While most people recognize that the sun and wind are ideal energy sources, few consider them practical or affordable. But a growing number of rural people throughout Saskatchewan are proving that solar and wind power are now both viable and cost effective.
Early users of solar and wind are paving the way for the eventual widespread application of sustainable energy systems, according to leading solar consultant Ken Kelln of Lumsden. Kelln predicts that people in Saskatchewan will eventually be able to produce most of their own power at a reasonable cost while significantly lowering their impact on the environment.
Some people are already doing it. For example, two families in the Nipawin area have installed solar and wind systems. Don Happner and Dawn Schumilas live on the northern fringe of the farming zone near White Fox. When they realized it would cost $25,000 or more to connect their remote acreage to the provincial power grid, they decided to harness the sun and wind.
At less than one third of the cost of connecting to the electrical grid, the couple were able to purchase solar panels, a wind turbine and deep cycle storage batteries to supply most of their electrical needs. Since their home is entirely heated with wood, they have achieved near self-reliance in energy. This has allowed them to eliminate monthly energy bills, making it easier to live comfortably while devoting time to their musical careers.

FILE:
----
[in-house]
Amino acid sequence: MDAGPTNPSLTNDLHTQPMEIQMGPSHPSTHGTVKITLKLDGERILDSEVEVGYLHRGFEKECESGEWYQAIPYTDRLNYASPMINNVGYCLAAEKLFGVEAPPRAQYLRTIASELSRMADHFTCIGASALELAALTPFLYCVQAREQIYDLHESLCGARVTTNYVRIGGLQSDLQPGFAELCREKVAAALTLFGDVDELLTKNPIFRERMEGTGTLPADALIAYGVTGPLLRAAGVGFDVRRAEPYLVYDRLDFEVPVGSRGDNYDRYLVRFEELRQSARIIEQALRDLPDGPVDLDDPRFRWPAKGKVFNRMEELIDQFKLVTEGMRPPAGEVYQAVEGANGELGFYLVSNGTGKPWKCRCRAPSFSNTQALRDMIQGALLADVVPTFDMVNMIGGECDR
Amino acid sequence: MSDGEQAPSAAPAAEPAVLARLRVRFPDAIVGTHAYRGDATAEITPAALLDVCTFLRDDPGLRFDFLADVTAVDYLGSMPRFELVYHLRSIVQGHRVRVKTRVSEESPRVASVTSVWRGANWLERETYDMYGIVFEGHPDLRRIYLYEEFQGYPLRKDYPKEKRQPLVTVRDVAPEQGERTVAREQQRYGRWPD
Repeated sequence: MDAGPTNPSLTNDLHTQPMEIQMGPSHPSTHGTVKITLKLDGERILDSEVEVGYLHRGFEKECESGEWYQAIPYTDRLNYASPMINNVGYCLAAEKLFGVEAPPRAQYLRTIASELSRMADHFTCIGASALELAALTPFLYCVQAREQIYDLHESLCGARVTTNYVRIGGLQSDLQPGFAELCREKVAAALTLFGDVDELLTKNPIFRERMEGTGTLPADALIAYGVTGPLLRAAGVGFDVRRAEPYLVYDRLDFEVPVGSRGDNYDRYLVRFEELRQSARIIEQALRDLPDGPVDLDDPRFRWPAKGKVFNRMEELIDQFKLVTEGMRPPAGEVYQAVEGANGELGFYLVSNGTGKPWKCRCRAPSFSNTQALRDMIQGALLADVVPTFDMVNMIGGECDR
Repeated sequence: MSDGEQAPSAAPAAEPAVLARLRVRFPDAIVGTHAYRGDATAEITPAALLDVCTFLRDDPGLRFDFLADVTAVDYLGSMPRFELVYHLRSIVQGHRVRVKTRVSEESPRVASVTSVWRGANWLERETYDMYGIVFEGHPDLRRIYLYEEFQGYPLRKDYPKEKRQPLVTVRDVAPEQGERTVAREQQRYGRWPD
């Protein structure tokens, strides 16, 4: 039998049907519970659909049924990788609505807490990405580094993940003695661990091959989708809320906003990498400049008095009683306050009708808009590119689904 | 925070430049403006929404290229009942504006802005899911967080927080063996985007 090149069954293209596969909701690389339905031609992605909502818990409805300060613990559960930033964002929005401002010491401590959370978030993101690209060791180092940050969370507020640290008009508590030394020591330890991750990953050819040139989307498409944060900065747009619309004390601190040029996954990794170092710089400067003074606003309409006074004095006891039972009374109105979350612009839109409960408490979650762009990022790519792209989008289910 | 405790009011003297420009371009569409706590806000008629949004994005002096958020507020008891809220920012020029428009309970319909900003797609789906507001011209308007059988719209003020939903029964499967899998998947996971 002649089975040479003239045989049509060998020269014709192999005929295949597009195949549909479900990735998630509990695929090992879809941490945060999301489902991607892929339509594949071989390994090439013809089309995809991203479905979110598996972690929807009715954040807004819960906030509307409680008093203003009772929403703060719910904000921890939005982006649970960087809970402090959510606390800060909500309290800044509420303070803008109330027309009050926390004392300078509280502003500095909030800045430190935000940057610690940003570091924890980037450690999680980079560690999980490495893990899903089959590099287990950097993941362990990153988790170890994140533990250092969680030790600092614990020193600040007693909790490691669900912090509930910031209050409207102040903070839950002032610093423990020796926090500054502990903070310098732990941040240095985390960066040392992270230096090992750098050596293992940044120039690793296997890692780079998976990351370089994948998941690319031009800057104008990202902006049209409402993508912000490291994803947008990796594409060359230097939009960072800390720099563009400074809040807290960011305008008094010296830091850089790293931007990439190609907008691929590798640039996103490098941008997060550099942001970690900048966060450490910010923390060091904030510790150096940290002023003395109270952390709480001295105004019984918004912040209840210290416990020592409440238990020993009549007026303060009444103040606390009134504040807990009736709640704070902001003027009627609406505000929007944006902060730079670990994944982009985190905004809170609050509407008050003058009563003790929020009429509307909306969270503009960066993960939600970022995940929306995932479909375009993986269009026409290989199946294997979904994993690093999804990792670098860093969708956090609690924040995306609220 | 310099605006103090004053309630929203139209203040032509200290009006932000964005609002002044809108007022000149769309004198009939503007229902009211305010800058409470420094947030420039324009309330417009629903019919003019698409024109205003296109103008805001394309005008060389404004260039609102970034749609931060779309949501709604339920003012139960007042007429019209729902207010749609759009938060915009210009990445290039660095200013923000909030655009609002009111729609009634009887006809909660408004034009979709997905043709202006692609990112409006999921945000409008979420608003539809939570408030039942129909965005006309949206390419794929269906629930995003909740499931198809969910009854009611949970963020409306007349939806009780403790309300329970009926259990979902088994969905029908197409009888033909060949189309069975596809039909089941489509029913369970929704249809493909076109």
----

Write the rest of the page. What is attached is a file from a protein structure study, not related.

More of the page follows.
Their neighbours Scott Edwards and Roseanne Kirkpatrick are also tapping into the sun and wind on their remote acreage. Their impressive owner-built log house relies on passive solar gain from large south windows and an efficient, in-floor radiant heating system that uses natural gas as an energy source. Electricity is supplied from an array of 12, 64-watt solar panels and a 500-watt wind charger. The total cost of their power system was considerably less than hooking up to the electrical grid, and of course there are no monthly power bills.
Don Happner's power supply comes from four 64-watt solar panels and a 400-watt wind turbine. Energy is stored in eight, 6-volt, deep-cycle golf cart batteries, which make it possible to use power when it is not sunny or windy. A 1500-watt inverter changes DC power to the AC power commonly used for lighting and appliances.
Solar and wind power allows Happner and Schumilas to operate lights, a TV/VCR, a sound system, small kitchen appliances, and small tools like electric drills. With home power systems it is still important to conserve energy, so compact florescent bulbs and other energy saving applications are used throughout the house. This is especially true in winter, when bright sunlight is limited to four hours per day and the demand for lighting is high. On the other hand, summertime allows for more liberal use of energy and it is possible to use appliances such as a microwave oven and toaster, which draw a lot of power.
Edwards and Kirkpatrick have installed a considerably larger system, which allows them to operate appliances like a refrigerator. The couple makes every effort to conserve energy and reduce waste and resource use, including the use of highly efficient lighting units, an energy efficient refrigerator, quadruple-pane windows and a composting toilet. Clothes are washed in a front-loading, low water-use machine and dried on the line. Televisions and computers are plugged into power bars that can be turned off to prevent energy losses from "phantom" loads.